How to Generate Gerber and Drill Files in PCB Wizard

PCB Wizard is an easy-to-use package for designing single-sided and double-sided printed circuit boards (PCBs) from New Wave Concepts Limited.

Generate Gerbers

To produce Gerber files, select Tools → CAD/CAM → Export Gerber from the menu bar.

Figure 1. Export Gerber menu item

A window will appear that allows you to specify some options.

  • Check RS-274X(extended)

  • Select all layers.

  • Check Place each exported layer in a separate output file

  • Include aperture table within output file will be automatically checked if RS-274X is used.

  • Check Fill pad drill holes

Now click OK, some Gerber files and the drill file will be generated in the project folder.

Figure 2. Gerber options

Let’s have a look at the generated files:

Figure 3. Generated files

With these file names, we can’t be told what’s the function of each file. Even though we can see the function of each file in Figure 2, but when we pass the files to a PCB fab house, this important information will be lost. JLCPCB prefers Protel naming conversions, so let’s change the filename extensions according to Figure 2.

By default, filename extensions are hidden in Windows, for how to show them, just google "show filename extensions windows".
  • Rename .gb0 to .GKO (board outline)

  • Rename .gb1 to .GBL (bottom copper layer)

  • Rename .gb2 to .GTL (top copper layer)

  • Rename .gb3 to .GTO (top silkscreen)

Now the folder looks like this:

Figure 4. Filename extensions changed

If we look at these files, we can see the files for soldermask are missing, let’s generate them.

Generate Soldermask

Again, select Tools → CAD/CAM → Export Gerber. The window for options will appear, this time just check one more option than the first time:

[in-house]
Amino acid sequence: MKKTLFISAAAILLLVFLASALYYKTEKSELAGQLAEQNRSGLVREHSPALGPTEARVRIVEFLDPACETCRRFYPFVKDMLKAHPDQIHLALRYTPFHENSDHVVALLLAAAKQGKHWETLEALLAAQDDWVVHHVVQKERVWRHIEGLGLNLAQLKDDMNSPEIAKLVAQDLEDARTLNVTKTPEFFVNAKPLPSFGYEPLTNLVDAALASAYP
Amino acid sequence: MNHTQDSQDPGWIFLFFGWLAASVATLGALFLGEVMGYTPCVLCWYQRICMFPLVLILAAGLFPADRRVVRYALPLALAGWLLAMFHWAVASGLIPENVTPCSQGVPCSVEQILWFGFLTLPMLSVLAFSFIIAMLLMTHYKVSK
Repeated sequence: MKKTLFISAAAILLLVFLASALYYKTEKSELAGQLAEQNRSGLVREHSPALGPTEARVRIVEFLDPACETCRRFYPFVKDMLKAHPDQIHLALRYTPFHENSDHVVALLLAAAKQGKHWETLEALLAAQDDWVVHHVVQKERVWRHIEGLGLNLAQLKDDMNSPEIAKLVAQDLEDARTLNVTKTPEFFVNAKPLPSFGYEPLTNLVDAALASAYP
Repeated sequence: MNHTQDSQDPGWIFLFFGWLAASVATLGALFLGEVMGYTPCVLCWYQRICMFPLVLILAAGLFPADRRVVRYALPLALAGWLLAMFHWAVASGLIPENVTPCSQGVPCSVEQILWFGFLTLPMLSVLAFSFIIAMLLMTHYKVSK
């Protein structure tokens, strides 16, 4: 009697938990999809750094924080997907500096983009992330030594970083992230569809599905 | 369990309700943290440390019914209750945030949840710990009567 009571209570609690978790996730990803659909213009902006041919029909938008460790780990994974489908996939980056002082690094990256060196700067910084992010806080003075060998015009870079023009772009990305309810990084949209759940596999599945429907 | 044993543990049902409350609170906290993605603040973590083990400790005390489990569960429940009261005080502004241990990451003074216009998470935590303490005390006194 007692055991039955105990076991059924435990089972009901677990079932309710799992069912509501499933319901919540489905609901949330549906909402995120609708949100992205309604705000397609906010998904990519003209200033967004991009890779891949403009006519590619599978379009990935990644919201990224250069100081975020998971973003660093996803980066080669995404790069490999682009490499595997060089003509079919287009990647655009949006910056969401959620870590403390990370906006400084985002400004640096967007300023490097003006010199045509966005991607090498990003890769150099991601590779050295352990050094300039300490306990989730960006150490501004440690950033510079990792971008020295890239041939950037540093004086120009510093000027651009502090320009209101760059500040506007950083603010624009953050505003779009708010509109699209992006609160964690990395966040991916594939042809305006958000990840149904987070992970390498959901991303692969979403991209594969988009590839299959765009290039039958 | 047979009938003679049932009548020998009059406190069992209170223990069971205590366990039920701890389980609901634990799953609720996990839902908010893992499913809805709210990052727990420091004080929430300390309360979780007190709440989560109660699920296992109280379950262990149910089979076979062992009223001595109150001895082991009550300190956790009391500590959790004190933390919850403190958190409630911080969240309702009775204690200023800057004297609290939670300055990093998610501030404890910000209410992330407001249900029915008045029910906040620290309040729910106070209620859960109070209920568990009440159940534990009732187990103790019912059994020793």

• Check Plot pads only (this will only generate the top and bottom soldermask instead of the copper patterns)

Click OK button to generate the files.

Figure 5. Check Plot pads only

We now have the following files in the project folder.

Figure 6. Soldermask files
  • Rename .gb1 to .GBS (bottom soldermask)

  • Rename .gb2 to .GTS (top soldermask)

  • Delete .gb0 and .gb3

These are the files we get at the end:

Figure 7. Gerber files with Protel filename extensions

Fix the drill file

If we open the .drl file with a text editor (Excellon files are plain text files), we can see something like this:

Figure 8. The raw drill file

The problem of this file is that the tooling information between M48 and % sign is not included. In fact the tooling information (the size of all used drill bits) is a .inf file.

Figure 9. The report file (.inf) contains the tooling information

We can just add this tooling information into the drill file manually (please note the Tnn lines after M48 in the screenshot below). The syntax is simple:

  • nn in Tnn are tooling numbers.

  • After Tnn is a letter C.

  • After letter C, is the size of this tool.

Figure 10. The fixed drill file

Verify the files

Before uploading your Gerbers and drill file to JLCPCB for production, it’s highly recommended to cross-check the generated files with a 3rd-party Gerber viewer.

If you find any issues, fix them and export the Gerber/Drill files and check them in the Gerber viewer again.

There are some nice Gerber viewers here and there, just use the one you feel handy.

Figure 11. Inspect the files in Gerbv

If everything is OK, now you can move the production files into a folder (include the .inf file), zip it, upload it to JLCPCB to place the order.

Figure 12. Preview of the board in after uploading

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